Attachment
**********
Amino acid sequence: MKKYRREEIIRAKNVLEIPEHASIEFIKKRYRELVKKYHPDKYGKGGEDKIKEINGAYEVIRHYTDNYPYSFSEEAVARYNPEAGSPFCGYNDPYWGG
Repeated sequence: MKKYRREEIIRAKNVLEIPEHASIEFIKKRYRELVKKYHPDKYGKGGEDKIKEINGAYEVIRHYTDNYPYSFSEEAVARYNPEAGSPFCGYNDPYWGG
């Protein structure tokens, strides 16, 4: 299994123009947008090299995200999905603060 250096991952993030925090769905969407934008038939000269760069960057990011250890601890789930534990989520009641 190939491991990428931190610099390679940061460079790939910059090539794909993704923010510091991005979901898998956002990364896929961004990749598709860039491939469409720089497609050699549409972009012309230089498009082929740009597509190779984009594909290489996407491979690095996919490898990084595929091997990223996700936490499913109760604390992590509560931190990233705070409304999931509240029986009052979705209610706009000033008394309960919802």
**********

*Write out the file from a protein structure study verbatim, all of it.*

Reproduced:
Amino acid sequence: MKKYRREEIIRAKNVLEIPEHASIEFIKKRYRELVKKYHPDKYGKGGEDKIKEINGAYEVIRHYTDNYPYSFSEEAVARYNPEAGSPFCGYNDPYWGG
Repeated sequence: MKKYRREEIIRAKNVLEIPEHASIEFIKKRYRELVKKYHPDKYGKGGEDKIKEINGAYEVIRHYTDNYPYSFSEEAVARYNPEAGSPFCGYNDPYWGG
């Protein structure tokens, strides 16, 4: 299994123009947008090299995200999905603060 250096991952993030925090769905969407934008038939000269760069960057990011250890601890789930534990989520009641 190939491991990428931190610099390679940061460079790939910059090539794909993704923010510091991005979901898998956002990364896929961004990749598709860039491939469409720089497609050699549409972009012309230089498009082929740009597509190779984009594909290489996407491979690095996919490898990084595929091997990223996700936490499913109760604390992590509560931190990233705070409304999931509240029986009052979705209610706009000033008394309960919802």